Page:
Researchers from La Plata Museum and the Argentine Antarctic Institute discovered the fossilized skin of a 43 million-year-old giant penguin in Antarctica, on Marambio Island. It is the first specimen of its kind that has been discovered, and scientists hail the discovery as a unique, one-of-a-kind find.
Dr. Carolina Acosta Hospitaleche, a researcher at the Vertebrate Paleontology Division of the La Plata Museum (MLP) and CONICET, revealed that “the fossilization of the skin of this wing makes up a unique event because it is the first specimen of a penguin with preserved skin in the world”.
“It is the first penguin with skin preserved in this way, and even more so, the first representative of a modern bird with petrified skin worldwide,” added the lead author of the study recently published in the scientific journal Lethaia.
A different, greener Antarctica
43 million years ago, during the Eocene, Antarctica was not the white, frozen icy continent it is today.
In fact, millions of years, it was a much different place, suitable for life of all kinds. Researchers have found evidence that millions of years ago, Antarctica was home to incredibly lush forests and very diverse fauna.
And at that time, the continent was home to truly giant penguins.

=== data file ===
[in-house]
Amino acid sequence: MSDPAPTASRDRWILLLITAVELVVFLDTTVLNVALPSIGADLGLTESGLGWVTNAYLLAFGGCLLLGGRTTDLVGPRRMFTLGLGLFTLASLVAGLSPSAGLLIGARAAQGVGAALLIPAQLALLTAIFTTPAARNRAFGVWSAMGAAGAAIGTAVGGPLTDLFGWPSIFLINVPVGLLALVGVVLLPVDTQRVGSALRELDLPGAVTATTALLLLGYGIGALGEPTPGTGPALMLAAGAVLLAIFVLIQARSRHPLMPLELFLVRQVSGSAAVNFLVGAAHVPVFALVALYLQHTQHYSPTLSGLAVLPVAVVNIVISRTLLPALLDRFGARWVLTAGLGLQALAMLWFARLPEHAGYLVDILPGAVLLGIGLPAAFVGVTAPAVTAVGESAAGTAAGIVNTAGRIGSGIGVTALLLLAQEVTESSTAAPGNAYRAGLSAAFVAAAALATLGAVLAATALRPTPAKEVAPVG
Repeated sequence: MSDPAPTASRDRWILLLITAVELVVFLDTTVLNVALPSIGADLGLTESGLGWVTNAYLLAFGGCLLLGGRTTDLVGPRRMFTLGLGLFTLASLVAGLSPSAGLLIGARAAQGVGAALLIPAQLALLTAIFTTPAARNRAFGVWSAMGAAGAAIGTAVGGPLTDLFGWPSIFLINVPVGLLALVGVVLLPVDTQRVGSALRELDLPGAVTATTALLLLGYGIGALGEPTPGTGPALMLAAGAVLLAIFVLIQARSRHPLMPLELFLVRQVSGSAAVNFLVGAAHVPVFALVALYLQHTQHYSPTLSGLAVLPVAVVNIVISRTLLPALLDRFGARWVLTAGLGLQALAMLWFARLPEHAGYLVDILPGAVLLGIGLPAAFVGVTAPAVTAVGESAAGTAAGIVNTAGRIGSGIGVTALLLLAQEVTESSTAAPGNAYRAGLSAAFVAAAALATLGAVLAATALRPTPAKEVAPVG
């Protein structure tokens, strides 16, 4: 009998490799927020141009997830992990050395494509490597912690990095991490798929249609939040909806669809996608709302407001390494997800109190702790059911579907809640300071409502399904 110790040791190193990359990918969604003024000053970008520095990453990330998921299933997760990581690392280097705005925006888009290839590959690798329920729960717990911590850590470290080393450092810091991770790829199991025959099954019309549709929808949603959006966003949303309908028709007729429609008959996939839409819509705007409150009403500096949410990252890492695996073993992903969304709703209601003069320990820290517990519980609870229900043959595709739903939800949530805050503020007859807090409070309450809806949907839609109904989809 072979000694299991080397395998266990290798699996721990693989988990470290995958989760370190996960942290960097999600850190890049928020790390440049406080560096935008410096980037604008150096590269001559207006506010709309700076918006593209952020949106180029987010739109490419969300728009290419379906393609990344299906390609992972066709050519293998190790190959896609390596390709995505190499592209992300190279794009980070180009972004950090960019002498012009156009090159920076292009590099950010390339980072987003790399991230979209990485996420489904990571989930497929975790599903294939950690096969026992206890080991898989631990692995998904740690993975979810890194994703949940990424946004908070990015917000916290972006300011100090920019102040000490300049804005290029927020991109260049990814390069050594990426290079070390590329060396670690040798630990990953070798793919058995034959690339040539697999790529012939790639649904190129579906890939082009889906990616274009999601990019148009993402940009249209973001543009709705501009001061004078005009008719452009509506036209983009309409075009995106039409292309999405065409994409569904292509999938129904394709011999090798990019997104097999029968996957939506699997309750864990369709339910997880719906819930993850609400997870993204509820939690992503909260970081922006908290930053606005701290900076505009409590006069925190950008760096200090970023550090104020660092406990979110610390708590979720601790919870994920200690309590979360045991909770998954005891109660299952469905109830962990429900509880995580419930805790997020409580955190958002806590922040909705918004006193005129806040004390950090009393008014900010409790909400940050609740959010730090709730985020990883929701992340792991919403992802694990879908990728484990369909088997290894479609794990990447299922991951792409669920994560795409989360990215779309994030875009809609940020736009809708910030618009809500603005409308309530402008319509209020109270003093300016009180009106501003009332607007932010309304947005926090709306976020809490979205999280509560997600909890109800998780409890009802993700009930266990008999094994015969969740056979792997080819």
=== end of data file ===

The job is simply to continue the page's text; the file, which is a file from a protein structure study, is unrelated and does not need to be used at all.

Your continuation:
These massive penguins are believed to have stood upright with more than two meters in height. In addition to massive penguins, the continent was also home to much smaller specimens that were no more than 50 centimeters tall.
The recently uncovered fossilized skin is believed to have belonged to a species called the Palaeeudyptes gunnari, one of the most numerous species of penguins that lived in Antarctica during the Eocene.
“The skin has been preserved as a fossil on both surfaces of the wing, packing the bones that have been articulated in their original position, including the elements that ossify from the tendons,” said Acosta Hospitaleche.
“This has given us the opportunity to analyze the connective tissue of the wing and the morphology and density of the skin follicles where the feathers are inserted.”
This discovery was made by Sergio Santillana of the Argentine Antarctic Institute during the 2014 Antarctic campaign.
The fossil was subsequently studied at the Museo de La Plata, in the capital of the province of Buenos Aires.
The researchers further revealed that in this fossil, the skin is completely naked, because the feathers were completely destroyed during the fossilization processes. However, Dr. Acosta Hospitaleche indicates that part of the organic matter that made up the feathers may have been sparsely preserved.
Comparison of this fossilized skin with today’s larger penguin species, such as the emperor penguin, shows that Palaeeudyptes gunnari, and probably other Antarctic Eocene penguins, already had adaptations to protect themselves from the cold.
The scientists have revealed in the new study that its plumage, less dense than that developed by modern penguins, demonstrates that the early acquisition of characters linked to adaptation to extreme cold would have been key to the success achieved by this group during the Eocene.